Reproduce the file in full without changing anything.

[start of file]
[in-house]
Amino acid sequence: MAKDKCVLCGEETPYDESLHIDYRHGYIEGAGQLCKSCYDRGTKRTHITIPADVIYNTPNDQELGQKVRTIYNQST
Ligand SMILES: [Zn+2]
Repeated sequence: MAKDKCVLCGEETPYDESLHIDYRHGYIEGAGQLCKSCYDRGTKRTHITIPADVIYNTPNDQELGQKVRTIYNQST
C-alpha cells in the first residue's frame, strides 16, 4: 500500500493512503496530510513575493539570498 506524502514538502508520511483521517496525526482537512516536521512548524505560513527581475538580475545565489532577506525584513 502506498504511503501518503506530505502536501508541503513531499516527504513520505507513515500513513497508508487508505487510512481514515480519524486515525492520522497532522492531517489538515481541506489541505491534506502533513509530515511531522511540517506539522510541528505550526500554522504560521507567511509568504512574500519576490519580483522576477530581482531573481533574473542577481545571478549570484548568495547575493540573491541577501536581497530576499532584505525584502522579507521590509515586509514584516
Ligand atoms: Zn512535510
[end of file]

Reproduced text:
[in-house]
Amino acid sequence: MAKDKCVLCGEETPYDESLHIDYRHGYIEGAGQLCKSCYDRGTKRTHITIPADVIYNTPNDQELGQKVRTIYNQST
Ligand SMILES: [Zn+2]
Repeated sequence: MAKDKCVLCGEETPYDESLHIDYRHGYIEGAGQLCKSCYDRGTKRTHITIPADVIYNTPNDQELGQKVRTIYNQST
C-alpha cells in the first residue's frame, strides 16, 4: 500500500493512503496530510513575493539570498 506524502514538502508520511483521517496525526482537512516536521512548524505560513527581475538580475545565489532577506525584513 502506498504511503501518503506530505502536501508541503513531499516527504513520505507513515500513513497508508487508505487510512481514515480519524486515525492520522497532522492531517489538515481541506489541505491534506502533513509530515511531522511540517506539522510541528505550526500554522504560521507567511509568504512574500519576490519580483522576477530581482531573481533574473542577481545571478549570484548568495547575493540573491541577501536581497530576499532584505525584502522579507521590509515586509514584516
Ligand atoms: Zn512535510